Buying versus Renting: Pros and Cons

Moving house is an exciting time in anyone’s life,  however, when it comes to deciding whether you should buy your new home or rent a place, it can be a tough decision to make, so in this post we’re going to cover some of the pros and cons of each option so that you can make the best decision based on your lifestyle and your needs.


You’ll eventually own it

One of the best things about buying a place is that you know where your mortgage payment is going each month, and you know that after a certain amount of time you’re going to own your property outright if you continue to make your mortgage payments, and this can be a big boost for anyone who looks at property as an investment and definitely makes it easier when you see that cash going out of your bank account each month.

You have the freedom to renovate as you please

Another good thing about buying your house is that if you want to make any renovations or changes, you don’t need anyone’s permission. So if you want to change the colour of a room you can do that, if you want to replace the floor or completely renovate the kitchen or bathroom, you have the ability to do that, and you don’t need to ask the permission of a landlord as you would do if you were renting a place.

You don’t have to worry about a lease ending

When you’re paying a mortgage each month, it’s effectively yours, and you don’t have to worry about someone coming in and telling you that your lease is going to be up and that you have to look for a new place, so as long as you continue to pay your mortgage each month then you know that you have a safe and secure place to live.

You have more choice in where you live

There are houses for sale all over the place so when you’re buying a place, you can choose from more options of where you want to live.

It’s expensive

One of the downsides of renting compared to buying is that it’s more expensive. Things like getting a deposit together for the house could be anywhere up to 50%, depending on the country in which you’re buying a property, then you have legal costs, surveyor costs and other associated costs with buying a place that you might not have when renting.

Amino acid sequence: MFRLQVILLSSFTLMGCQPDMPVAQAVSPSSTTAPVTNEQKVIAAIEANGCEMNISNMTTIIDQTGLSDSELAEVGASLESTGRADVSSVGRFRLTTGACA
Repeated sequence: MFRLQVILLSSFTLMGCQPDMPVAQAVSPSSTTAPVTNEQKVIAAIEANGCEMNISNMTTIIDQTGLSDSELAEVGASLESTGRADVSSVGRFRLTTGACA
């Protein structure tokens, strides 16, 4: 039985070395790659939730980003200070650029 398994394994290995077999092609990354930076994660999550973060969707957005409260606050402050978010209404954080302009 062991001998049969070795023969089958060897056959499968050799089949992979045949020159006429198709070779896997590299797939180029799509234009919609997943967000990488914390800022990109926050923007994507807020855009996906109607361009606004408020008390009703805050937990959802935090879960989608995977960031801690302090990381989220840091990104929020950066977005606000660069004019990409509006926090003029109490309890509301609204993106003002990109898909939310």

You may not get a mortgage

When you decide to buy a house, most of the time you’re going to need a mortgage unless you already have the cash just sitting there.

In this case it’s worth noting that since the mortgage is a loan it’s going to require you to have a good financial situation which will often require things like credit checks, and this can run the risk of you not being approved, so it’s perhaps worth doing some number crunching and even using things like a loan calculator before deciding to apply for a mortgage to see if it’s worth your while and if you can actually afford it.

You are responsible for any repairs

When you own the place, although you have complete say on what gets done, you’re also fully responsible for anything that does need done. This can include things like repairs and these can run from things like a cracked floor board that can be easy to fix, or it can also be something like a full roof that needs replaced, and these can be very expensive, so it’s worth noting that you could end up having to pay for things that you may not necessarily have budgeted for when owning your house.

It’s not so easy to just move when you want

Unlike when you rent a place, getting up and moving by handing over some keys or giving a few weeks notice is not going to be possible when you own your house.

Of course, you can still move really whenever you want, but it’s going to take a bit more organising and planning and definitely a lot more in the way of paperwork. You could either have to rent your place out, or even go through the process of having to sell it if you want to move, and it’s not going to happen as quickly as it would do if you rent, so if you’re someone who has to move around a lot or simply likes to move around a lot, then perhaps renting is going to be the best solution for you until you find somewhere that you really want to settle down.